During THE STRENGTH OF WATER, I was acutely aware that I would have a lot more problems with this film if it had been made in Australia. The setup of this New Zealand film is, without giving anything away, the story of pre-teen Maori twins living in a remote part of NZ on their family's farm. I want to call it a coming-of-age story, but that's a pretty lazy description, so I won't. But I'll hint at that, because talking about it further would give away a large, early plot point.

So why was I more forgiving than I would be if this had been shot on a sheep farm in western NSW? Broadly, although I felt I'd seen this story before, I hadn't seen a lot of the elements that came together in its telling. The landscapes are, it's impossible to deny, extraordinary, and it transpires that there are a few square kilometres remaining in NZ that Peter Jackson didn't film for LORD OF THE RINGS. I was seeing a new place, and that was important. Secondly, the Maori culture, whilst not instrumental to the film's plot, does colour each and every scene. It's beautiful and subtly handled, and it was nice seeing something we don't usually get to see. Thirdly, good child acting is always worth noting, and this has got some terrific child acting. Some terrific adult acting as well.

And yet, these wonderful elements are all added to a fairly straightforward story. I saw an unrelated short film earlier this year, introduced by its director who said "I wanted to make a film that explored grief". The moment she said that, I had an impulse to explore a little grief of my own. Although there was and is and will always be a place for low-key dramas that don't feign to be more than the character explorations that they are, there is also a tendency for those making cinema forever prefaced with the qualifying adjectives "local" and "arthouse" and "low-budget" and "culturally-relevant" to fall back on the old clichés of the genre, or movement, or mindset. These clichés are no less prevalent than the clichés in a Roland Emmerich film, and yet an unnerving amount of import is given to these stories. Stories we have seen many, many times before.

To be fair, THE STRENGTH OF WATER is one of the best examples of its kind. Its A-to-B story does have a few surprises in it, as well as some beautiful symbolism (as opposed to lazy, obtuse symbolism), and I'll repeat my earlier assertion that the whole thing looks simply beautiful. Days after seeing it, I find myself constantly reminded of the film's sense of place, its beautiful landscapes and strong character. I find my opinion veering towards the positive the more time I spend considering it. Although it has the sensation of being an oft-trodden story, it's largely impossible to fault the quality of the storytelling.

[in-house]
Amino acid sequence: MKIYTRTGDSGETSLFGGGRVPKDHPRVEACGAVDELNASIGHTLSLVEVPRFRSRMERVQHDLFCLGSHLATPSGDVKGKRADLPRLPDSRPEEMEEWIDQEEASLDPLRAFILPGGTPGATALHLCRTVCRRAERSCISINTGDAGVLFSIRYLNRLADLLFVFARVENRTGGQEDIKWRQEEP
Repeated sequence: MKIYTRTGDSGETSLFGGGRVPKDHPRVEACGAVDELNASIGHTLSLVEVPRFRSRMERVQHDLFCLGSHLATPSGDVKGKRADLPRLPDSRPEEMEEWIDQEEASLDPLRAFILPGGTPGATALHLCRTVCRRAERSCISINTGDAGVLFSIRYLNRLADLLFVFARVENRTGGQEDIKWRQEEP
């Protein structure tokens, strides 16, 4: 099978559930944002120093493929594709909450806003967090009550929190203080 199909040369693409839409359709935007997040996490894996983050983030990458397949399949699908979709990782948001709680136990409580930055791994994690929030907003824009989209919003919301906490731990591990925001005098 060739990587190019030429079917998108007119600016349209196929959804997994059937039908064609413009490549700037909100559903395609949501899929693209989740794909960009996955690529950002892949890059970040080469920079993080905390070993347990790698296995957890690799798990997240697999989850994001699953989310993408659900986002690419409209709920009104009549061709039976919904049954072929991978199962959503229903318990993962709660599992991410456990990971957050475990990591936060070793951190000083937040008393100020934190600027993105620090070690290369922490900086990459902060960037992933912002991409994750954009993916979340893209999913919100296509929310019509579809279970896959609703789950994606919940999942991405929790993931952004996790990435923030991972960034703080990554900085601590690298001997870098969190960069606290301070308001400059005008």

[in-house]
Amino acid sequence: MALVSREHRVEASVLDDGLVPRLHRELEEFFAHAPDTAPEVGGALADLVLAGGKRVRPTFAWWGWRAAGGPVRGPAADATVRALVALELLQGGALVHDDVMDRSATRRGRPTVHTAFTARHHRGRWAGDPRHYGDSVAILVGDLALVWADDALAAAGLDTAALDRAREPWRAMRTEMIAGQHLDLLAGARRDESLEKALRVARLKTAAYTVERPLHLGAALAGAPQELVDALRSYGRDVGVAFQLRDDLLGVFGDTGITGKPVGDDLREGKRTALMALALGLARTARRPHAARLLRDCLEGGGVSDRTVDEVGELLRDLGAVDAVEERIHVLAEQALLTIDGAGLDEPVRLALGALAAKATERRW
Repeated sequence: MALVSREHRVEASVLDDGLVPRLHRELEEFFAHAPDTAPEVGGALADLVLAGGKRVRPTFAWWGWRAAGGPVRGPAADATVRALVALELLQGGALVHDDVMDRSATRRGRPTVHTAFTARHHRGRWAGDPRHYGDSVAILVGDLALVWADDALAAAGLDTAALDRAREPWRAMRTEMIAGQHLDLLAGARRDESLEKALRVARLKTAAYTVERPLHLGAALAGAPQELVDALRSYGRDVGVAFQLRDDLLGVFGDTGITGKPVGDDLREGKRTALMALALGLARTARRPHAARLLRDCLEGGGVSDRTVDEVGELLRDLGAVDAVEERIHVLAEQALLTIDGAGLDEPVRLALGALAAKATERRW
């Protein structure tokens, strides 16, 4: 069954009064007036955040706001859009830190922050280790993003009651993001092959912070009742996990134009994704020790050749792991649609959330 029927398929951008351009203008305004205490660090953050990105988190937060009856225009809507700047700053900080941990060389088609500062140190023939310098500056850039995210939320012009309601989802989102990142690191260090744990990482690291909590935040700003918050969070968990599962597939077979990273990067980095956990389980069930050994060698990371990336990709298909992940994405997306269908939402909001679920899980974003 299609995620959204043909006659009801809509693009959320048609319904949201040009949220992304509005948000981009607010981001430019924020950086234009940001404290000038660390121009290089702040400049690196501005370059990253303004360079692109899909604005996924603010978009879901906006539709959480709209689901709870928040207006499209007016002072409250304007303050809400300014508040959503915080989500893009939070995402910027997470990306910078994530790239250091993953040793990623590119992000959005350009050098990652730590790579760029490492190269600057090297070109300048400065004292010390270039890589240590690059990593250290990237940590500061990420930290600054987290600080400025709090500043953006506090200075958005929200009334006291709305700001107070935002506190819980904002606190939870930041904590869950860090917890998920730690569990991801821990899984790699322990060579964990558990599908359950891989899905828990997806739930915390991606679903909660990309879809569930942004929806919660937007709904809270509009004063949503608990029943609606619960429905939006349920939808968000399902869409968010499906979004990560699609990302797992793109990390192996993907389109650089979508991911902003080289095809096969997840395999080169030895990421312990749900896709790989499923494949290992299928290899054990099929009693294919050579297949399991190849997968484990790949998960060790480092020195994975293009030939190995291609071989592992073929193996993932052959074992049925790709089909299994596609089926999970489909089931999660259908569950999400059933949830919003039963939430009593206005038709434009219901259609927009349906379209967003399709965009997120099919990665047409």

Australian release: December 26 // NZ release: TBA

This is going to be a very difficult review to write, largely because I'm not completely sure what I thought of this film. My initial reaction when the film ended was one of dislike, but this is also one of those rare instances where I'm distrusting my own reaction.

If you've not heard of it, BRIGHT STAR is the latest film from Australian director Jane Campion (THE PIANO, IN THE CUT) about the romantic poet John Keates and the love affair he had with the girl next door. The story is told from the point of view of Fanny Brawne, the girl, so much so that when Keates is introduced, I thought for a moment the name might be a coincidence.

So, where do my problems lie? For the first half of the film, I thought it was terrific. The dialogue is suitably archaic without being forced or awkward, which is a very difficult thing to achieve. The acting is superb, with Australian actress Abbie Cornish (CANDY) playing Fanny, and Ben Whishaw (I'M NOT THERE) as Keates, plus Kerry Fox, Paul Schneider and Thomas Sangster in solid supporting roles. The cinematography, locations and costumes are all beautifully rendered, so no complaints there.

Although I liked the first half, it's an appreciation that needs to be qualified. I still had a sense that all this will be great... if it's going somewhere. Whilst I don't fault the storytelling ability, I do fault the story being told (can you detect a running theme in these reviews?). Practically nothing happens in the film, and by the ninety minute mark, I was starting to find this very irritating. The ups and downs of the journey are slight, and hardly the emotional rollercoaster needed to sustain a film whose momentum is reliant entirely on how much these two people miss one another when they're not in the same room. The cynical side of me (and by "side of me", I mean "me") suspected that Keates was simply a name to cross off a list, a great writer whose life story hadn't yet been told on film. There's a shortage of literary biopics left, and I wondered if Campion had felt compelled to snatch up one of the last ones before it was too late.

Once the floodgates had opened on my sense of tedium, the realisation that nothing was actually going to really happen, my mood shifted sharply. Every minute that dragged me further away from the ninety minute mark was like nails on a blackboard, and by the time the two hours was up, I was almost angry. Two hours is a long time, and you'd better bloody earn it. BRIGHT STAR doesn't. There's at least an hour that can be dropped without the story, or even the emotional journey of the lead (which is the exact same thing as the plot, in this case) being affected.

So, why don't I trust my own opinions? Because I've been wrong about this sort of thing before. In fact, I had an identical reaction the first time I saw BROKEBACK MOUNTAIN, a film I adored on my second viewing. Also, my Girl Friday came to the screening with me, and she adored it. Like, top-ten-of-the-year adored it. And she's hardly a sucker for romantic nonsense, nor are many of my critic colleagues who also seemed to think it was brilliant. So I'm not sure. Will I come to appreciate it on a second viewing? It's possible. It's also possible it'll just reconfirm how I felt the first time.